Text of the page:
*Originally published by Little Black Book (lbbonline.com) on May 17, 2023.
The moving image has always been a feat of technology. From Kinemacolor to green screens, through to LED volumes and previsualization, the history of film is also the history of tech breakthroughs.
So, at a time where technology feels more powerful than ever, what does this mean for the world of filmmaking - and, most importantly, how are filmmakers using modern tech most effectively? To find out, we spoke to Kirk Slawek - the founder and EP of Gear Seven, a full-service creative and production studio based in Nashville. Alongside the filmmaking expertise housed within Gear Seven, Kirk also maintains an eye over the studio’s sister companies - Arc Studios (which specializes in virtual production) and Shift Dynamics (a one-stop-shop for equipment rentals and specialty services such as robotics and car-to-car). Across that family of companies, then, it’s hard to imagine an aspect of the modern filmmaking process which Kirk’s team doesn’t touch.
It also leaves Kirk perfectly-positioned to witness the modern evolution of technology within film. And, as a result, he knows that it isn’t always the highest-profile breakthroughs which end up making the most impact. “Top-tier technology doesn’t always have to be the most expensive thing. It can be improvements on existing tech that make it more efficient or better - and it can also be a whole new product, system, or increased accessibility of a product to a larger audience”, he says.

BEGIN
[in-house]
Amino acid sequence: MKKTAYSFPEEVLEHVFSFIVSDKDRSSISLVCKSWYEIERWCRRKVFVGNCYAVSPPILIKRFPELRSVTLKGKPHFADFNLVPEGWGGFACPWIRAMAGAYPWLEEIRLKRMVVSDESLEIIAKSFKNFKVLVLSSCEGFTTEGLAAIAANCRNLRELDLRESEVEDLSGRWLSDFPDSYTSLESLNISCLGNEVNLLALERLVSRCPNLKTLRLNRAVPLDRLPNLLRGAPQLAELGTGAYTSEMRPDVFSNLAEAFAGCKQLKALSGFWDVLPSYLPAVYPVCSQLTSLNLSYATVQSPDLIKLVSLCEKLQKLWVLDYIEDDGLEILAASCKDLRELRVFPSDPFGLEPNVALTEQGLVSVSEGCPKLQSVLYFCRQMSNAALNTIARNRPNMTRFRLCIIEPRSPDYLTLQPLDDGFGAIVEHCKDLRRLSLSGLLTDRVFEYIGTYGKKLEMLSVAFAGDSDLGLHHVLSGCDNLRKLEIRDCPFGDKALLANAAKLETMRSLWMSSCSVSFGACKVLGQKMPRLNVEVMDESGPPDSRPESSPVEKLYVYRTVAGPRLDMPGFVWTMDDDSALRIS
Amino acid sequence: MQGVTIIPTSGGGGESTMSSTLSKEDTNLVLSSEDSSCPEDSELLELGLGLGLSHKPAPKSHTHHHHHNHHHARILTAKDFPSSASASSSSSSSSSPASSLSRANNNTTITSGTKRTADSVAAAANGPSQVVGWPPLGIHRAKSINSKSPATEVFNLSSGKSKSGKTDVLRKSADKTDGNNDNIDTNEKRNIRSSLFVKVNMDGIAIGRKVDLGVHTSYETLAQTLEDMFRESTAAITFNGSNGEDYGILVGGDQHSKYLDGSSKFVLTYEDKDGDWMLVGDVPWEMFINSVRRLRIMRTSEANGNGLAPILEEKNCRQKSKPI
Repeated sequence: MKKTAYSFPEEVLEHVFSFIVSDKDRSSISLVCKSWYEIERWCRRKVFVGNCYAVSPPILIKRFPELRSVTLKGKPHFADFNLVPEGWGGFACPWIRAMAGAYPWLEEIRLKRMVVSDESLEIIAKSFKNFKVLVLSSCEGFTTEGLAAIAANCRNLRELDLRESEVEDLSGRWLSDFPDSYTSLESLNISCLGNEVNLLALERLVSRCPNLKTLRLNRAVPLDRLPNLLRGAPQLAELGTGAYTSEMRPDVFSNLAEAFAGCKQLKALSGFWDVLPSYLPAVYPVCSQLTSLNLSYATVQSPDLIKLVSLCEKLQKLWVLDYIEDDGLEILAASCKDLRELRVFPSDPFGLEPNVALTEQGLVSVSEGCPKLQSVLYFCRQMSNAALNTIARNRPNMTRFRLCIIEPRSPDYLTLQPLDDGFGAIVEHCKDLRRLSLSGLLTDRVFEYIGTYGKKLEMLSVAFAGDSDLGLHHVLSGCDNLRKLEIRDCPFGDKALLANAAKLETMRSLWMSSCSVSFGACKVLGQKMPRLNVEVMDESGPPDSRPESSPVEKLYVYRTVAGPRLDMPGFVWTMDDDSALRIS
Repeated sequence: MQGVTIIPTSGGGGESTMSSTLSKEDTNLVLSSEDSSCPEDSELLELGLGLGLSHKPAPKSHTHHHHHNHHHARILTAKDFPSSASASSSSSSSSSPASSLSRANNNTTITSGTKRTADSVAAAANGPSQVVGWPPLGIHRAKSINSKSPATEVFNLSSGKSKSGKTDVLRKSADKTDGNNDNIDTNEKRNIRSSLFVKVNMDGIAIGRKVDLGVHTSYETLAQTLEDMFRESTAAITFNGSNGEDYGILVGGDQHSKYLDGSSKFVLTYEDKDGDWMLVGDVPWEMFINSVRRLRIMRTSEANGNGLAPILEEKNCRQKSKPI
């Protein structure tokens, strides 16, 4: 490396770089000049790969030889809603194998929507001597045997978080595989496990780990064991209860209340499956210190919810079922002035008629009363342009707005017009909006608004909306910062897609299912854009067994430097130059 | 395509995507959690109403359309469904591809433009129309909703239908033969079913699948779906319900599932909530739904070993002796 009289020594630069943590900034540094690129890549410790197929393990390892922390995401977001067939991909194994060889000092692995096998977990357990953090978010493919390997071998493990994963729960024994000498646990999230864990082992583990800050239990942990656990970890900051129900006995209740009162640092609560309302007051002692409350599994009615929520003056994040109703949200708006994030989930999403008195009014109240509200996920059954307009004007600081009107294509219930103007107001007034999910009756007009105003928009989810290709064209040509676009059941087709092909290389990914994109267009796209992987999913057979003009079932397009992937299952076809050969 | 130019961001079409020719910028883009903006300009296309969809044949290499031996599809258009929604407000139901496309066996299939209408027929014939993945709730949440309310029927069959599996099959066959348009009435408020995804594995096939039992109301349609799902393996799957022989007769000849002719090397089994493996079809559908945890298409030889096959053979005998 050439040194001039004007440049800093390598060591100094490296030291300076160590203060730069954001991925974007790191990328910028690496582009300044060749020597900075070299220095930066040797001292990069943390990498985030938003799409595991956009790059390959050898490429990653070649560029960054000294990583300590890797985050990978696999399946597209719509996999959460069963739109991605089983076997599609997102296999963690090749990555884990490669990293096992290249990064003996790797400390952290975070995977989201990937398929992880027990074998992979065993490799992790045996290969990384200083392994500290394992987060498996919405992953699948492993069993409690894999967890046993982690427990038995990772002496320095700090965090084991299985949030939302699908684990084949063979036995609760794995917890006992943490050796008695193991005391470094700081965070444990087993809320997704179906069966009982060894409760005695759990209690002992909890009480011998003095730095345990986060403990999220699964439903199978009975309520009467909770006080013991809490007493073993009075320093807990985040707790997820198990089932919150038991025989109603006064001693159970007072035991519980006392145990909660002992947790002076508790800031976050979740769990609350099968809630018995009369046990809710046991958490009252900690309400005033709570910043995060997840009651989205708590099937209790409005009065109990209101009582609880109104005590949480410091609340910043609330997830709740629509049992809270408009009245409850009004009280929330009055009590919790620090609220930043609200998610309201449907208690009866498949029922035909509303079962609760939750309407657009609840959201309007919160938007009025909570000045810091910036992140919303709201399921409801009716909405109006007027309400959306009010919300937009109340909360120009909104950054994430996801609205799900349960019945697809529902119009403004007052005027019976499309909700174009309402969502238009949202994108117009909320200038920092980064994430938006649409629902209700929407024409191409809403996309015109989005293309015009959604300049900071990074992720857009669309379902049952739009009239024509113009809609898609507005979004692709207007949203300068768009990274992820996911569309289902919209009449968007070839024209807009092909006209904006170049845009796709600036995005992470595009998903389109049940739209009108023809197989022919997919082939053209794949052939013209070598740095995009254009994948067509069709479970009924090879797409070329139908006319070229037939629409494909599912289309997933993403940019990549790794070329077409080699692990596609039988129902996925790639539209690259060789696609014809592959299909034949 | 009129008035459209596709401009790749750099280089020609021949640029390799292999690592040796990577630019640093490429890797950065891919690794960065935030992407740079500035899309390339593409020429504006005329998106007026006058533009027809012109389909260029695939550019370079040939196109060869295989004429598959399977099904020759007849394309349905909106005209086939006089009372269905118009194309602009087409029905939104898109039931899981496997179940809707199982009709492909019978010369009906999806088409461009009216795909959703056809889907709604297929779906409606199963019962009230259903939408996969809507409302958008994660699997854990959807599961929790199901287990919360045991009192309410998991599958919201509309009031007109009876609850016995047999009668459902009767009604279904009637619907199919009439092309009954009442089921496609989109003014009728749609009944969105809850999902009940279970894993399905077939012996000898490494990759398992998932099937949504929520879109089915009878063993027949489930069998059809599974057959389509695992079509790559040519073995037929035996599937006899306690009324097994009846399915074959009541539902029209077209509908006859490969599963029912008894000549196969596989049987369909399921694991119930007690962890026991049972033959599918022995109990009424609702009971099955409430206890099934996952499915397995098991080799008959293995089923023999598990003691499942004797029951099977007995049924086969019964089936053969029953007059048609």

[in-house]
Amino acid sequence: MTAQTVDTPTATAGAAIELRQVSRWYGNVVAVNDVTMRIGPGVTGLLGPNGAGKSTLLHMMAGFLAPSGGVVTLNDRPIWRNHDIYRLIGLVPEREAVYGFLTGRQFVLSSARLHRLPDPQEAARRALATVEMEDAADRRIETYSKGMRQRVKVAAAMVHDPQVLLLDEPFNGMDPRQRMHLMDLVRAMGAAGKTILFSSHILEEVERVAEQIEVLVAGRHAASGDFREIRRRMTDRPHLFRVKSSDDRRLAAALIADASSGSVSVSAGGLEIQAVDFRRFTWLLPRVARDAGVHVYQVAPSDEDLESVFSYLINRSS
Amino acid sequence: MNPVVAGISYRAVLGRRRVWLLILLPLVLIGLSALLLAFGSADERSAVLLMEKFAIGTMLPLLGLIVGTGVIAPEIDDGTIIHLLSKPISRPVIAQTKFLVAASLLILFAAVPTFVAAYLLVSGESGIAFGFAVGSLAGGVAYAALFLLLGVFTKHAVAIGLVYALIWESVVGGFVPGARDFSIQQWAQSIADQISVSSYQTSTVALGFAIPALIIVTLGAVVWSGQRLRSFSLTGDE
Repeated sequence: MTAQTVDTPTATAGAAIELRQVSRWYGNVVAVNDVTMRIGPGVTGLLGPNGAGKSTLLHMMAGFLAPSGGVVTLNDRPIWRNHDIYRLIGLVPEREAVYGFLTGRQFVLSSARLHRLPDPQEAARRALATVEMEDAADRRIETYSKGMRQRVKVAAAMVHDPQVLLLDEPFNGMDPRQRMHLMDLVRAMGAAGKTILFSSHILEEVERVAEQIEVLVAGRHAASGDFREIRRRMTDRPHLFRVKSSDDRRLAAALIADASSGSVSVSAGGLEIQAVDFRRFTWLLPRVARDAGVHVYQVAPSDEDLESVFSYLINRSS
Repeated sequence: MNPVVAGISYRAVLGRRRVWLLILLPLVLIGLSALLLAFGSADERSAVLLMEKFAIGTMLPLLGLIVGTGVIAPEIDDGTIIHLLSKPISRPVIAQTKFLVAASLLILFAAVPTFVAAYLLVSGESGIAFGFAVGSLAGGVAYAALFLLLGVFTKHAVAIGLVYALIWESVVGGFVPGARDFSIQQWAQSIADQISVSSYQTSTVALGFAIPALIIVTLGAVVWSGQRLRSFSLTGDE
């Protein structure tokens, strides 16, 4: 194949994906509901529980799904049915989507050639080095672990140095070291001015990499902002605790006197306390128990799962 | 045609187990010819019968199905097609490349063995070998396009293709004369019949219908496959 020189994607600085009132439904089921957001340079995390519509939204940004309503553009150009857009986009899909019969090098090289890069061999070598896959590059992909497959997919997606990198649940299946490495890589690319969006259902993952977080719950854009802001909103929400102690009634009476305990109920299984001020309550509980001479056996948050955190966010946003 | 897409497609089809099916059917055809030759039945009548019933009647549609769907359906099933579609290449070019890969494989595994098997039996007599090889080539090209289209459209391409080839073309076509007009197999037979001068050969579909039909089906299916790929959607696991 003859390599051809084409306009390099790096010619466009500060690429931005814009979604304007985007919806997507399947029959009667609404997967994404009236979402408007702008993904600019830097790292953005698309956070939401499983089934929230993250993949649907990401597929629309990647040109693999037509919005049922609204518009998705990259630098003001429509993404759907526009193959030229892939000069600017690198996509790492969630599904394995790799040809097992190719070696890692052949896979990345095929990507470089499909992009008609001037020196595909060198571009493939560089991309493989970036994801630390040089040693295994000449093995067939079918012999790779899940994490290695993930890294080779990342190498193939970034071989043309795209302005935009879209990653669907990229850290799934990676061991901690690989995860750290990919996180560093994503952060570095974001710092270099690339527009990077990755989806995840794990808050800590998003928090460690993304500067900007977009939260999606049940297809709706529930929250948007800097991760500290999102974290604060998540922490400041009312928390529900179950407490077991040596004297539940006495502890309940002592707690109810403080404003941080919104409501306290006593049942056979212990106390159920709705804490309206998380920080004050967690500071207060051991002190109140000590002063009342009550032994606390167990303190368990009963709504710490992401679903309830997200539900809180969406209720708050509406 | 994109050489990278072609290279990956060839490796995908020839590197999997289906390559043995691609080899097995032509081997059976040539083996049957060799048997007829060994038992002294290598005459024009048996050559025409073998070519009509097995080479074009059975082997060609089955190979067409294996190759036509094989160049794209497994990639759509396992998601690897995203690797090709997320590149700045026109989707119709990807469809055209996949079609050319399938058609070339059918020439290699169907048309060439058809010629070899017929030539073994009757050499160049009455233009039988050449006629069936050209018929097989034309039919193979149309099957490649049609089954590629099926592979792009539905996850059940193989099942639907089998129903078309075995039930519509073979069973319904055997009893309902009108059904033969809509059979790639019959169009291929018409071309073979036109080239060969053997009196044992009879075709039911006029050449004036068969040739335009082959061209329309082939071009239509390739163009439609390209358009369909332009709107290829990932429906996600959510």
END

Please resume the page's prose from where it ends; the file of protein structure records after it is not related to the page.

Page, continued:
Fittingly, then, the industry has arrived at a moment where tech-driven solutions to frustrating problems are plentiful. As a result, new creative possibilities are emerging on a frequent basis. As Kirk goes on to explain, this is an element of the filmmaking process which particularly excites him. “I have been a ‘nerd’ from the start and have always been drawn to the problem-solving aspect of utilizing various technologies and systems to create a new solution”, he says. “Using new technology to create things that weren’t possible before is such a crucial skill in our industry today”.
Above: On a recent shoot, robotics from Shift Dynamics were put to use to ensure the Gear Seven team captured every angle of a mouthwatering cocktail.
To illustrate Kirk’s point, one example is how filmmakers have been empowered by several new technologies under the umbrella of ‘virtual production’, not least high-quality LED volumes. By leaning into the tech, directors and crews are finding that they have the ability to tweak and make changes on-the-fly in order to achieve the best possible creative outcome. If anything, as Kirk explains, self-restraint is required in order to avoid getting too greedy with the abilities on-hand.
“When you are used to shooting on location, there are less variables you can change to create the end product”, he says. “But once you step into the volume, you can find yourselves going in circles the first few times with everything you can change. It’s hugely important to have your game plan finalized in pre-production - but, at the same time, the freedom you have on shoot days to tweak things as needed is an added benefit”.
Above: A filmmaking crew makes full use of an LED volume whilst shooting a music video for Lindsey Lomis.
Proving another example, Kirk looks back to Thomas Rhett’s Where We Started Radio - a project brought to life within Arc Studios. “In that instance, we had a time constraint of three hours - and the creative concept was a sunset rooftop performance topped off with a quick turn on the edit”, he recalls. “We chose to shoot it in our virtual production studio, to allow us to have sunset controlled for that length of time on the volume in Unreal Engine and capture in-camera for the edit”.